“It’s just really moving around, literally the smallest molecule that we’re aware of in existence in the universe. We have problems containing methane and natural gas,” Ocko said. “Theory suggests that you could have three times more leakage of hydrogen than methane based on just the composition of the molecule itself.”

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Historically, there has not been much demand from companies for instruments sensitive enough for small hydrogen leaks, according to Dan Zimmerle, director of the methane emissions program at the Colorado State University Energy Institute.

“But of course, if you put an emphasis on it, there’s a lot of companies who make their living on sensing, and they will go after it in a big way,” he said.

Much of the technology used to detect hydrogen leaks will be built off of what has been learned about measuring methane emissions, Zimmerle said. This type of high-end tool to detect hydrogen exists, but “inexpensive instruments that are scalable in the same way that we’ve gotten to with methane are nascent,” he said.

Aerodyne Research is an example of one company building on existing methane-detecting tools to spot hydrogen leaks.

“We’ve got so much experience with methane, that the analogy and knowing what the leaks are going to look like at hydrogen facilities is a no-brainer,” Herndon said.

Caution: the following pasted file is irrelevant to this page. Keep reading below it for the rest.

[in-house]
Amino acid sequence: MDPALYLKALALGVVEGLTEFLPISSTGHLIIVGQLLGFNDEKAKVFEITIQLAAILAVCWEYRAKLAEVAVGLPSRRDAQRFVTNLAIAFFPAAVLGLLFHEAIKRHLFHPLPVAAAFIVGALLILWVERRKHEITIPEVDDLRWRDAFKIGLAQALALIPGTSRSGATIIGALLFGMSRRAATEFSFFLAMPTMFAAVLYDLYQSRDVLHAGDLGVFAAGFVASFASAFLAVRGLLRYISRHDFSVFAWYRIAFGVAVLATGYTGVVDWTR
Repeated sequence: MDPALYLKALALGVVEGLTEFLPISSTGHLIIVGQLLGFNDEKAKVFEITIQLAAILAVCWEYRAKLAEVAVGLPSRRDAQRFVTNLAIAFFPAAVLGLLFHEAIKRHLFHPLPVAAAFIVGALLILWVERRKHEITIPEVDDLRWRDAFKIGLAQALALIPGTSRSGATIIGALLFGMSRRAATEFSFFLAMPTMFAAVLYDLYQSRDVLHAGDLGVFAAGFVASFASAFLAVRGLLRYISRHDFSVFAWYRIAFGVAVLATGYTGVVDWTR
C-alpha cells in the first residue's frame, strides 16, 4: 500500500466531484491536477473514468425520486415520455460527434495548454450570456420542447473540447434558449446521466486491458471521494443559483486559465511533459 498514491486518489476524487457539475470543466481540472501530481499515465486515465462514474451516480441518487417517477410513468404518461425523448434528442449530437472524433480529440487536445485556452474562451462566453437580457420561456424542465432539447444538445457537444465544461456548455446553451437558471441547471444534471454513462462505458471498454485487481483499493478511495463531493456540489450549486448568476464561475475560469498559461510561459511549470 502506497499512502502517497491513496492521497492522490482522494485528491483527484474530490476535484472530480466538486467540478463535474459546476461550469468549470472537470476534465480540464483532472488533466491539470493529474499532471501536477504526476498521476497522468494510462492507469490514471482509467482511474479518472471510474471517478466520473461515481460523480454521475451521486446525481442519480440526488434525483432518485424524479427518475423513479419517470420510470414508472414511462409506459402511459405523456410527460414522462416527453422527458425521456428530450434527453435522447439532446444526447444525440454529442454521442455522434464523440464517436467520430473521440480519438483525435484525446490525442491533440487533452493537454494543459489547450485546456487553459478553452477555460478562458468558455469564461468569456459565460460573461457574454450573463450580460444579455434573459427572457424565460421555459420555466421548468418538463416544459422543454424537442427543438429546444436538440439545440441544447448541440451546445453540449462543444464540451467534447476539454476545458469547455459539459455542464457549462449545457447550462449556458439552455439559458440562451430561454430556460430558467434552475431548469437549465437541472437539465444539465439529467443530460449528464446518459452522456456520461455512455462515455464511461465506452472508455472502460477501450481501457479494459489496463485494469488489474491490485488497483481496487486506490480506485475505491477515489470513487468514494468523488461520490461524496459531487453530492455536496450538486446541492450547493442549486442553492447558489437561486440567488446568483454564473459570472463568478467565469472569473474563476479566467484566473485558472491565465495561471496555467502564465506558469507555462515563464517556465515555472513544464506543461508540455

The company has deployed methane-sensing tech at ~700 oil and gas sites, Herndon said. His team of five has now created a fast and sensitive instrument to measure how much hydrogen is escaping by driving it around a production or storage facility.

The EDF plans to use Aerodyne’s technology for hydrogen leak studies, but this type of equipment—reserved mainly for research—can come with a price tag in the $100,000 range, Zimmerle said.

It will take more product development to turn this high-end tech into a sensor similar to continuous methane monitoring devices that can now cost just a few thousand dollars. But unlike their methane-detection products, Aerodyne’s hydrogen-measurement tech isn’t currently on a path to commercialization, Herndon said.

The company received funding from the DOE’s Small Business Innovation Research program to support the demonstration of this new technology, but has not received Phase 2 funding for commercialization, he said. Herndon expects that some companies in the hydrogen business will be interested in purchasing Aerodyne’s detection technology once the industry sees its effectiveness in a research setting.

“[DOE has] really made a short-sighted decision in this case,” he said. “We’re kind of shaking the couches and rubbing sticks together to check off the commercialization activities that the program is ideally designed to foster.”

Ultimately, without considering the climate impacts over the entire life cycle of clean hydrogen production, transportation, and use, the industry may be scaling up before it has the information it needs to weigh the benefits and drawbacks, experts warned.

“In most cases, it is less warming than we would have had from fossil fuels,” Ocko said. “But the point is, it’s not climate-neutral in the way people think it is.”